The rewards of making your home eco-friendly are energy savings and a healthier environment. Even small eco-friendly home ideas, like insulating and composting, are important steps. Larger projects, like switching to domestic solar or wind power, are becoming more attractive all the time, and if you’re thinking about remodeling, use eco-friendly materials for long-lasting results. Making your home eco-friendly not only helps slow climate change, but it also lowers your power bills. Plus, some pretty significant government incentives mean being eco-friendly is more affordable than ever.
Eco-friendly Households in the U.S.
The average carbon footprint – total greenhouse gas emissions – for a typical U.S. household is about 50 tons per year, nearly five times the average worldwide. Driving and transportation like air travel are responsible for the bulk of these emissions. Electricity, natural gas, waste and food account for most of the remaining greenhouse gases while use of services completes the balance.
Eco-Friendly Home Ideas for Reducing Your Carbon Footprint
When you make changes in your home, save money by keeping the environment in mind. If you are remodeling your kitchen, for example, buy Energy Star appliances to replace your older, inefficient models, and you will use less power.
Switching out your older heating and cooling systems with high-efficiency equipment produces virtually instant energy savings. Add an annual reduction of 500 pounds of CO2 when you turn your thermostat down 5 degrees in winter and up 5 degrees in summer, and you shrink your footprint even more.
Unless you already drive a super-efficient car, trade it in for a model with better gas mileage. For example, if you drive a pickup, swap it for a hybrid. A car that gets just 5 more miles to the gallon saves you hundreds of gas dollars annually. It also cuts your CO2 emissions by more than 1000 pounds.
You can make a real dent in household waste emissions by recycling your glass, plastic, newspapers and cans rather than tossing them in the garbage. Your family will cut about 1000 pounds off your yearly greenhouse gas emission total.
All of the seemingly small eco-friendly decisions you make add up to a significant reduction in your family’s carbon footprint. Some other eco-friendly home ideas that are both inexpensive and effective in reducing your family’s environmental impact include:
- Cutting down on power by replacing incandescent light bulbs with CFLs and LEDs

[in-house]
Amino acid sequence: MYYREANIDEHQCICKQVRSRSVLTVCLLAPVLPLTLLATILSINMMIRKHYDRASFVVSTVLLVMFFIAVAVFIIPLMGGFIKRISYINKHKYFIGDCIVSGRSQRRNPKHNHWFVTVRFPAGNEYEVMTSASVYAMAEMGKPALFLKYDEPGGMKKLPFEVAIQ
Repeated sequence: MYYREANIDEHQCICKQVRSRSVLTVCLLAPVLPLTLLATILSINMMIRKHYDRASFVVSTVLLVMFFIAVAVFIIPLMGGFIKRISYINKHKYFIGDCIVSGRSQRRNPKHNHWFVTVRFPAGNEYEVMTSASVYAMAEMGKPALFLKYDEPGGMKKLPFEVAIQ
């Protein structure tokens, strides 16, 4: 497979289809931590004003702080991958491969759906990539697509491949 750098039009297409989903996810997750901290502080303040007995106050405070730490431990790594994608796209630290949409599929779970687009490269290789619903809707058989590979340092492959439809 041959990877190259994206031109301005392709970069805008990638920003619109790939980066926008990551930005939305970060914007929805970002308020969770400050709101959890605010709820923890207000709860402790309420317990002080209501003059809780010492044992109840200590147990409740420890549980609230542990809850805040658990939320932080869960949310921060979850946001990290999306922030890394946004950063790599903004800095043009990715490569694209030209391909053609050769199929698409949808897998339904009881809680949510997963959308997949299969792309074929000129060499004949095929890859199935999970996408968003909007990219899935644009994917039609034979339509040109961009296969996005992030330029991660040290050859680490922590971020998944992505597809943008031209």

- Tracking your energy use to identify and eliminate waste
- Using a programmable thermostat to automatically save on heating and cooling fuel
- Sealing cracks and gaps around your windows and exterior doors
- Replacing worn-out weather stripping
Adding Renewable Energy Economically
Solar and wind systems are cheaper than ever before. The cost of a whole house solar energy system ranges from around $15,000 for a 3-kilowatt system up to $40,000 for a system that generates 8 kW of power. When you account for the components, permit fees, installation and overhead, you should plan on paying between $6 and $8 per watt for an installed solar system. Be sure to subtract any government incentives, tax breaks or subsidies, and you will see your savings grow.
According to one case study on the costs of solar, replacing your electric grid power source with even a small 3 kW system reduces your household’s annual carbon emissions by around 3 tons, about the amount of CO2 you emit by driving your car for 7500 miles. What’s more, you will likely recover the cost of the initial installation in less than ten years.
You also have the option to install wind power as a renewable energy source if you have the land and the wind to make it work. The American Wind Energy Association (AWEA) states that a 5 kW wind system is enough to power an average home. AWEA estimates the cost of such a system to range between $10,000 and $70,000, with $30,000 being the average price. You must have a site with no obstructions, and an average wind speed of 12 mph or more.
Depending on what you pay for your wind system, the quality of the wind and your local electricity rates, you can recover the costs of equipment and installation in as little as 6 years. Better yet, wind power, like solar power, does not emit greenhouse gases, so the environment enjoys an ongoing benefit.
Federal Incentives for Residential Renewable Energy
If you find the initial cost of renewable energy for your home daunting, you’re not alone. The good news is that many federal programs offer financial incentives for households and businesses that convert to renewable energy, for example:
- USDA Rural Energy for America Program grants up to 25 percent of total cost
- IRS Residential Renewable Energy Tax Credit covers 30 percent of the total cost
Most states offer financial help for household renewable installations too. This takes some of the pain out of the long-term gain.
Green Building Materials
When planning a remodeling project of any size, use green building materials to make it more eco-friendly. They are sustainable, lighter, stronger and more durable than traditional materials. Also, they don’t release toxic fumes the way some plastics and treated lumber do.
According to EPA, buildings in the U.S. are responsible for 38 percent of the nation’s total carbon dioxide emissions, so moving toward eco-friendly construction materials and methods means a healthier environment.
Look for materials that are:
- Manufactured efficiently
- Available locally
- Designed to reduce energy consumption
Making eco-friendly changes at home is simple once you get started, and the rewards are numerous. Next time you plan some changes around the house, factor in the environment to make economically savvy, environmentally sustainable decisions.